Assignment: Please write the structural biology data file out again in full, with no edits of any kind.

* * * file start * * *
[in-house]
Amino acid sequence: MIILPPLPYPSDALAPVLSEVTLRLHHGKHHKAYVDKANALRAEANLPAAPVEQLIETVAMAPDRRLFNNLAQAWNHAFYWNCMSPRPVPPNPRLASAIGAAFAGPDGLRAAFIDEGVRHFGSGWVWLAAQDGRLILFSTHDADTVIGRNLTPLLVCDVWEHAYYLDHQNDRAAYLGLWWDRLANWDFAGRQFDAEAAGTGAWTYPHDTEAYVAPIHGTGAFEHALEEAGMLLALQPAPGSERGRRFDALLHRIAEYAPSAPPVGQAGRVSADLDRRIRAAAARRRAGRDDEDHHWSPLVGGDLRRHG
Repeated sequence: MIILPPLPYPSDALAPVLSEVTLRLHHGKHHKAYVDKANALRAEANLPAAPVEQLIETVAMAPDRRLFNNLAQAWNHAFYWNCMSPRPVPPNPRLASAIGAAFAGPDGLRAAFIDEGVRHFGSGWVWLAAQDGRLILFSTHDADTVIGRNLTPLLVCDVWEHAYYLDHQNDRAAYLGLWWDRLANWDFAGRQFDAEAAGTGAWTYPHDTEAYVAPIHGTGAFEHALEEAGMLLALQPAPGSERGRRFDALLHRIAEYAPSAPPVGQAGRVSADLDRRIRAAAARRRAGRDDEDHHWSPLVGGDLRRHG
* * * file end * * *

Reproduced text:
[in-house]
Amino acid sequence: MIILPPLPYPSDALAPVLSEVTLRLHHGKHHKAYVDKANALRAEANLPAAPVEQLIETVAMAPDRRLFNNLAQAWNHAFYWNCMSPRPVPPNPRLASAIGAAFAGPDGLRAAFIDEGVRHFGSGWVWLAAQDGRLILFSTHDADTVIGRNLTPLLVCDVWEHAYYLDHQNDRAAYLGLWWDRLANWDFAGRQFDAEAAGTGAWTYPHDTEAYVAPIHGTGAFEHALEEAGMLLALQPAPGSERGRRFDALLHRIAEYAPSAPPVGQAGRVSADLDRRIRAAAARRRAGRDDEDHHWSPLVGGDLRRHG
Repeated sequence: MIILPPLPYPSDALAPVLSEVTLRLHHGKHHKAYVDKANALRAEANLPAAPVEQLIETVAMAPDRRLFNNLAQAWNHAFYWNCMSPRPVPPNPRLASAIGAAFAGPDGLRAAFIDEGVRHFGSGWVWLAAQDGRLILFSTHDADTVIGRNLTPLLVCDVWEHAYYLDHQNDRAAYLGLWWDRLANWDFAGRQFDAEAAGTGAWTYPHDTEAYVAPIHGTGAFEHALEEAGMLLALQPAPGSERGRRFDALLHRIAEYAPSAPPVGQAGRVSADLDRRIRAAAARRRAGRDDEDHHWSPLVGGDLRRHG